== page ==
It is a turbulent time for the financial services industry. From the financial crash in 2008 to the pension reforms brought in this year, there are a large number of factors that could leave a potential client with little trust in the industry.
This is where your customer service comes in. With the possible Bank of England base rate rise, the housing crisis and unpredictable changes in inflation, a client is going to want, above all, an adviser they can trust. How do you build trust? Exceptional customer service.
Recent research from intelligence consulting firm, Walker, has found that the experience a customer has will overtake price and product when choosing goods or services four years from now. With 66% of consumers switching service providers due to bad service, it is now more important that ever to hone your customer service skills and ensure you are using them to their best ability.
There are four key aspects to providing the best customer service you can.
Directly or indirectly, implicitly or explicitly, the way in which you communicate with your clients and potential clients should be at the forefront of you business, constantly.
A report from Nottingham University called “Customer Satisfaction, Loyalty and Retention in Financial Services” shows that pricing structures in financial services are often poorly understood by clients. This could be linked to lack of strong communication. It is your job to guarantee that your client understands what is happening to their money, and as you know, you must make sure they are aware of exactly what they are agreeing to do. There can be dire consequences if you cut corners here, for you and your client’s future. Communication is the key to this-you must try to help your customer understand, and never just assume that they do.
The same report also shows how financial services need to be aware of customer satisfaction-business owners must be conscious that many customers might not complain to you following a service failure or breakdown, but instead may spread the news via word of mouth, or may simply drop your services. Always be aware of how your customer is feeling by using communication. Ask how they feel the process is going, find out if they would like to make any kind of changes, and constantly check if they are happy with the decisions made and the actions taken.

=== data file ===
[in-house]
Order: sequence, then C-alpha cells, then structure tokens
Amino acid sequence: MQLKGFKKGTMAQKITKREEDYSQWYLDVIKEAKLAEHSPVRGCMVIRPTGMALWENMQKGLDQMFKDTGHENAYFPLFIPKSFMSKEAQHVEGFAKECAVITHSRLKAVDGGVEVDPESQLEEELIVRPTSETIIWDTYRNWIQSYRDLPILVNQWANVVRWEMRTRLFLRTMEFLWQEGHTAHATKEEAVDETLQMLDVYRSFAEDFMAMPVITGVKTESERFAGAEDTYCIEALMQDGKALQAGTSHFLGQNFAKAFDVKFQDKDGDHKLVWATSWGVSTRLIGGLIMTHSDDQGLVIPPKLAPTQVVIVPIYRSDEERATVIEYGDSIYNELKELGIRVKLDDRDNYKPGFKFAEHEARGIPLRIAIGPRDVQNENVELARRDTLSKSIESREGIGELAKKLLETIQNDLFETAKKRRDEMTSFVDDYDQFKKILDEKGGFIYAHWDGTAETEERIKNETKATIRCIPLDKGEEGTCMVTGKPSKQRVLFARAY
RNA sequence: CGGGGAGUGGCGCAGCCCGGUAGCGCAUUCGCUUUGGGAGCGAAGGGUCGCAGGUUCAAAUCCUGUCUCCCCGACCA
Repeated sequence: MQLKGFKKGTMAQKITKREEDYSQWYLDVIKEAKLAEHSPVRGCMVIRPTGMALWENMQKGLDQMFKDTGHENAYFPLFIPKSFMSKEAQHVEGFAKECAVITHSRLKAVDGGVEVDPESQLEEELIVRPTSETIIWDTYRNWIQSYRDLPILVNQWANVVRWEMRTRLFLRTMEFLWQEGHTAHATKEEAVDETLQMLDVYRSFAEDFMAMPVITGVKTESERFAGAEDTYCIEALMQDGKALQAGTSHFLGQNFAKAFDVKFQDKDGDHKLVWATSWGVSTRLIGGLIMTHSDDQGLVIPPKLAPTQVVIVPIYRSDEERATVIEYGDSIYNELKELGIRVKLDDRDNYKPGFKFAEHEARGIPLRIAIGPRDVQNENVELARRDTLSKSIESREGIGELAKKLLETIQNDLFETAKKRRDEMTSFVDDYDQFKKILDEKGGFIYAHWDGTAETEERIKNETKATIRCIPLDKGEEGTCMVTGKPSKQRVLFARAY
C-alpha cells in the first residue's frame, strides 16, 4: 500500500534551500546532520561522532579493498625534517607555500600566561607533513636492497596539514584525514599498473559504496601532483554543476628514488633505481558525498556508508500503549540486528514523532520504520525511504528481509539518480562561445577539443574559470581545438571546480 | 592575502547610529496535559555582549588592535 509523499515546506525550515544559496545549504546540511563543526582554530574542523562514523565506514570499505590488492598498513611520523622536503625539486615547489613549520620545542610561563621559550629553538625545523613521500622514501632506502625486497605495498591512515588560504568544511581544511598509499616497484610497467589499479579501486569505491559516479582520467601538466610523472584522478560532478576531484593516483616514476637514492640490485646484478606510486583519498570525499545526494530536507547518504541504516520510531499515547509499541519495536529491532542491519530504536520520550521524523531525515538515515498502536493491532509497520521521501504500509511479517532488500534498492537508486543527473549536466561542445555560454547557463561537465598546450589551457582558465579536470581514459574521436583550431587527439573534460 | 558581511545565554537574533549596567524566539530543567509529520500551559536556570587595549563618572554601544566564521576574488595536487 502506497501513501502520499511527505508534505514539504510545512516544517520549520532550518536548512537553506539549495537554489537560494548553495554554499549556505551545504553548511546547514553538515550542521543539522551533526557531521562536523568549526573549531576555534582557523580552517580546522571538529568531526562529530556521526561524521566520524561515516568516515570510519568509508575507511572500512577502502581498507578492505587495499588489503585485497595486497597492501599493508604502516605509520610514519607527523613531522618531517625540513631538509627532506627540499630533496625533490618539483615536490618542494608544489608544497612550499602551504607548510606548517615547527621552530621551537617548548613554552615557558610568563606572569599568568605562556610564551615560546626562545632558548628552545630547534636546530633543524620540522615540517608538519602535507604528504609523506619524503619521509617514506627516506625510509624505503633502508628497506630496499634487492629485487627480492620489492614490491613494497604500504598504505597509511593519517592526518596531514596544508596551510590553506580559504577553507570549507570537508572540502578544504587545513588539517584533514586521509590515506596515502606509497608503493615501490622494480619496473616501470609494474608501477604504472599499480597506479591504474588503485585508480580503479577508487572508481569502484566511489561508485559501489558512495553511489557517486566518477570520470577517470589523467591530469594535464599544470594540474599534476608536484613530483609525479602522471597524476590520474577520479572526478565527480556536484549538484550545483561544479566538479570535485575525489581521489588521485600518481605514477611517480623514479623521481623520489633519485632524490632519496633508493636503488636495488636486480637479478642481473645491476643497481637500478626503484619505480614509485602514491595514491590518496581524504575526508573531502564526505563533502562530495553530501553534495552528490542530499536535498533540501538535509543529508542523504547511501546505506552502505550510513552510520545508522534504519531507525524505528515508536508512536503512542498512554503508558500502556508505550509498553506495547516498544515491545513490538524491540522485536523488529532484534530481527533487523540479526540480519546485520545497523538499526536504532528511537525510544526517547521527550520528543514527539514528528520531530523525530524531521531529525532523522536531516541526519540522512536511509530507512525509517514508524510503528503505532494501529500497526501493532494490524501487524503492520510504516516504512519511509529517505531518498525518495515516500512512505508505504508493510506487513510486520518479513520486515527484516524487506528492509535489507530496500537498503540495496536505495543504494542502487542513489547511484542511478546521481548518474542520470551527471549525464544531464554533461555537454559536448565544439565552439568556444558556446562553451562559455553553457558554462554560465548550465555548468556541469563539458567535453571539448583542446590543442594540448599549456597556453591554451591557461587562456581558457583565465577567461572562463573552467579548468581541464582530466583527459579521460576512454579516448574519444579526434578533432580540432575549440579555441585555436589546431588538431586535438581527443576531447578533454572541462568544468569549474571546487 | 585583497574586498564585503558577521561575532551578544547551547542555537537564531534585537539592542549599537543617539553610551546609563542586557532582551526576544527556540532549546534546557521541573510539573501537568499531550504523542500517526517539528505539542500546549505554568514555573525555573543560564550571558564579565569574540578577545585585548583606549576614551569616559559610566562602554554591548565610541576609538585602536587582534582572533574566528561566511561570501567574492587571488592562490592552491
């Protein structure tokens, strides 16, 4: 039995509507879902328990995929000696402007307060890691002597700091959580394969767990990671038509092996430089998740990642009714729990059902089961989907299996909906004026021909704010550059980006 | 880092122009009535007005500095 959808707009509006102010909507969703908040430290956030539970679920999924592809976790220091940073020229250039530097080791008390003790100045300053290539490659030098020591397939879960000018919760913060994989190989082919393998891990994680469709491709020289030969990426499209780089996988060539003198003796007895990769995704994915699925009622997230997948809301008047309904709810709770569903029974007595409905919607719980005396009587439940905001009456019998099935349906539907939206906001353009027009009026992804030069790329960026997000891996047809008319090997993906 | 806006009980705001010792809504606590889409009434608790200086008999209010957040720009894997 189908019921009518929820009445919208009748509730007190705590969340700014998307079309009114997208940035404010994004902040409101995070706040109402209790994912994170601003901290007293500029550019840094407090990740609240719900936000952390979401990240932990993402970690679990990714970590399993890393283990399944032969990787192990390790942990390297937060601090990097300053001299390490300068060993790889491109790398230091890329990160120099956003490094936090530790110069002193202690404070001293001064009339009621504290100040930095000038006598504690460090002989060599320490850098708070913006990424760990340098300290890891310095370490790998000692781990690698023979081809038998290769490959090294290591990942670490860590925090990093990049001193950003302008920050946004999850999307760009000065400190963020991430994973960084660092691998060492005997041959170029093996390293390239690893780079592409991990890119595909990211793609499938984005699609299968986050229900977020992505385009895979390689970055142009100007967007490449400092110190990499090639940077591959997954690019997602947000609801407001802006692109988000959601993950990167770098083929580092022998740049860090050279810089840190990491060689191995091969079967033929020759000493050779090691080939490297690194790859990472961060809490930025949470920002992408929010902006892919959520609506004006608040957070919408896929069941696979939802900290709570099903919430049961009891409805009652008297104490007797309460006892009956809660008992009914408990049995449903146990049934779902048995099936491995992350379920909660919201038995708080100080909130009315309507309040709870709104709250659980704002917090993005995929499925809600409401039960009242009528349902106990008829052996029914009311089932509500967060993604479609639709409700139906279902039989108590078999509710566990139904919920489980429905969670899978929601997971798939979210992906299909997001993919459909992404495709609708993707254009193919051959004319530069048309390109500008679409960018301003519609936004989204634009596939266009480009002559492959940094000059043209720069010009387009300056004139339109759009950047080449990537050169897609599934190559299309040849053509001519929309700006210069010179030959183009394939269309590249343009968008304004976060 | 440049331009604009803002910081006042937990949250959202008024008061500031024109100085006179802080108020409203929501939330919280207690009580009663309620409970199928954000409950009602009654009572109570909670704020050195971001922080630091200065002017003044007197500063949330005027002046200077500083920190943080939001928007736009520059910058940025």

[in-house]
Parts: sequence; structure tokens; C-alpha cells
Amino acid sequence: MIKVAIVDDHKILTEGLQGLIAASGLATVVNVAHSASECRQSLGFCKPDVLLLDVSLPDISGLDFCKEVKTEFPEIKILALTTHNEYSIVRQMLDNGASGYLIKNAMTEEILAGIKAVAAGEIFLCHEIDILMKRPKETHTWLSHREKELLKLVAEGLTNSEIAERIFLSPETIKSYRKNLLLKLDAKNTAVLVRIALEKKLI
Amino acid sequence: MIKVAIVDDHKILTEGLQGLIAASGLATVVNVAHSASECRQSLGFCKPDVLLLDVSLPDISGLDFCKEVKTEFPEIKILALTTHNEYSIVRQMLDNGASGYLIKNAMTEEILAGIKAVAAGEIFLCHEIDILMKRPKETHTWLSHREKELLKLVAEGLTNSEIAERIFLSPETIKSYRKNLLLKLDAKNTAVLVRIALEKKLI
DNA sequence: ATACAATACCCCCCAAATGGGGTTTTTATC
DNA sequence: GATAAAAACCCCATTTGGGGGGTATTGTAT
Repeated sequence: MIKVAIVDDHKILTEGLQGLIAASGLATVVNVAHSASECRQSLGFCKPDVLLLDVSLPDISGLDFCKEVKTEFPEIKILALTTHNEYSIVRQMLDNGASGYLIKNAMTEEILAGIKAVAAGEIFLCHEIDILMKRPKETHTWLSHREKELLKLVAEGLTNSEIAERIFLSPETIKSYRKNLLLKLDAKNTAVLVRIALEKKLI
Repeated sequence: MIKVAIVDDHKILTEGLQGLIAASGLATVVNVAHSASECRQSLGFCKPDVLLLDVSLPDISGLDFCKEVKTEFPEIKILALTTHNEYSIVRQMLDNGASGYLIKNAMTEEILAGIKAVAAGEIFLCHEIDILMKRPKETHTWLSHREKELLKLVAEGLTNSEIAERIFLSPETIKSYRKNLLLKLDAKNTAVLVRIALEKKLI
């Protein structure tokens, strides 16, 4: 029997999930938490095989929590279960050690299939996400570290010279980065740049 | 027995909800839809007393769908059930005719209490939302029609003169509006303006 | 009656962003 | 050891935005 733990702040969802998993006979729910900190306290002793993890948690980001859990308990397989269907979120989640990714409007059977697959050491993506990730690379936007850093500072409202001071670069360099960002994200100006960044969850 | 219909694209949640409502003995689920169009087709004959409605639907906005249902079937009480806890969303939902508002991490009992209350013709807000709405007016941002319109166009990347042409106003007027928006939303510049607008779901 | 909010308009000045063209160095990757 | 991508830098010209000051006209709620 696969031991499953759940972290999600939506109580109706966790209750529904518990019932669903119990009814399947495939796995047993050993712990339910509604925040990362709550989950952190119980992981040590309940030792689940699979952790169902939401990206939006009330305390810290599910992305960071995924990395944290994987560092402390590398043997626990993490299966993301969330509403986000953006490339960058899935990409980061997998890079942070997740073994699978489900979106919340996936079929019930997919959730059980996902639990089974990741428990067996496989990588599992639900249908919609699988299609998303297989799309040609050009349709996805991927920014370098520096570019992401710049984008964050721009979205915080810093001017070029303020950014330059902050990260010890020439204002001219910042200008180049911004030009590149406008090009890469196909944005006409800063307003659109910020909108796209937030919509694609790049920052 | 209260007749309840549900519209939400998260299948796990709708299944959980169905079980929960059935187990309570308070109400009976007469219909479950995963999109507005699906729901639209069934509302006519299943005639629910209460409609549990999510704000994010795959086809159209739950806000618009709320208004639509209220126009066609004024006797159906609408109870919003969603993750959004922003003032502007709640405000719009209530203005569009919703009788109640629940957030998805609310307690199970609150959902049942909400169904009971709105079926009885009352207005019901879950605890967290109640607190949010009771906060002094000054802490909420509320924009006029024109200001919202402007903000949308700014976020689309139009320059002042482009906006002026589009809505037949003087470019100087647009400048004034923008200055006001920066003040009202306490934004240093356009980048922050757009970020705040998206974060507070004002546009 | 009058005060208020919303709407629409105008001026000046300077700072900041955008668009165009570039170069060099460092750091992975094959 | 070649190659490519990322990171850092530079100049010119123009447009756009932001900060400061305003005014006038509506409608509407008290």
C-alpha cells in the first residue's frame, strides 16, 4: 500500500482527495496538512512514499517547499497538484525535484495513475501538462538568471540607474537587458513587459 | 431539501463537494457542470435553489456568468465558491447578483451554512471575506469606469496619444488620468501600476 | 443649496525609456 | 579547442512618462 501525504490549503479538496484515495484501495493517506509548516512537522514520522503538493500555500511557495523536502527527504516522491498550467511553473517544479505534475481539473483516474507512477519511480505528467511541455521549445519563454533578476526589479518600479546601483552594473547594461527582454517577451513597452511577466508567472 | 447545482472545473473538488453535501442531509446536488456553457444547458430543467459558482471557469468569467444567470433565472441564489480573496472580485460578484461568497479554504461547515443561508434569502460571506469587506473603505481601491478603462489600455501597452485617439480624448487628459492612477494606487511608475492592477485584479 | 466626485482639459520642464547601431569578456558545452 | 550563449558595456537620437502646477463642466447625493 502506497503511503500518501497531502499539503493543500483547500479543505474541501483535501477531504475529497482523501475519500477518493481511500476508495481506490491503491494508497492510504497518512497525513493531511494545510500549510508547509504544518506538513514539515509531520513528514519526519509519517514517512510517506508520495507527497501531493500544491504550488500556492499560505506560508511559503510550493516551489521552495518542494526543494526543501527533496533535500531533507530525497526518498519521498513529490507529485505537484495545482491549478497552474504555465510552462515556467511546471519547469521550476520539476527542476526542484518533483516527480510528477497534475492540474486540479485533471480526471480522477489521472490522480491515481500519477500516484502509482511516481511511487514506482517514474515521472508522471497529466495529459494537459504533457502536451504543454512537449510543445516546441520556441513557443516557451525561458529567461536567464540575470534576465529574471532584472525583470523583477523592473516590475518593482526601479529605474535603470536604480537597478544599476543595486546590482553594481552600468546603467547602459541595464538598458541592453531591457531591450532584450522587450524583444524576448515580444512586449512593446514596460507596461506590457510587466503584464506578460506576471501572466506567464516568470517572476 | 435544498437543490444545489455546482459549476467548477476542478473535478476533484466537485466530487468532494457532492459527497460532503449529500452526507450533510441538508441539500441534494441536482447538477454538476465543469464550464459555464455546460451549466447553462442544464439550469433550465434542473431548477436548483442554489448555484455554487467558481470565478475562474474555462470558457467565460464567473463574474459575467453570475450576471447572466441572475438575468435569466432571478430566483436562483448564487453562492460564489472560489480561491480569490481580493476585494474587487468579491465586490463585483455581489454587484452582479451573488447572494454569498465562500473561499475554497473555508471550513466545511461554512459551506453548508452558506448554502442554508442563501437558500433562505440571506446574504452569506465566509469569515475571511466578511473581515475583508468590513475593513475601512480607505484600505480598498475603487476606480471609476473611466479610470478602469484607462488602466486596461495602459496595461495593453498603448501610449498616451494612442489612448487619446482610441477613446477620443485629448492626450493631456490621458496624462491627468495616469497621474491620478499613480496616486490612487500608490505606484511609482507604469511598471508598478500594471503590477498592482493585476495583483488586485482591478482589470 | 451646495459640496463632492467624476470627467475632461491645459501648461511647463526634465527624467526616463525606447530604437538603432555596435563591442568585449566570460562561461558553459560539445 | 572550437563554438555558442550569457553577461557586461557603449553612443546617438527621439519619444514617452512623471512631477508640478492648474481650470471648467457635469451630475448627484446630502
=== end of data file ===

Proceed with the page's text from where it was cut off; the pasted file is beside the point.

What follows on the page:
For a customer to be able to open up to you and build a rapport you must use communication effectively and you must develop your social skills until they up to the required standard. Just like any other kind of skill, some people will naturally be able to strike up a conversation and win the trust of a potential client, and some people might struggle with even basic social skills. Again, just like any other skill, practise makes perfect.
As you work in a business where you come into contact with the public often, you will need to work on both your verbal and non verbal communication skills. With non verbal, you need to have a keen grasp of how your body language is interpreted by other people. Eye contact, an open stance (no crossed arms), posture and facial expressions can say so much about your emotional state, attitude towards the listener, knowledge of the topic and honesty. Ask a friend or colleague to monitor how you speak to different clients, and work on your trouble spots. Do you keep your head down? Speak with a timid voice? Talk too quickly? A third party will find it much easier to pick up on these points than you will. Practise speaking to your clients with friends or colleagues- there is no such thing as too much preparation.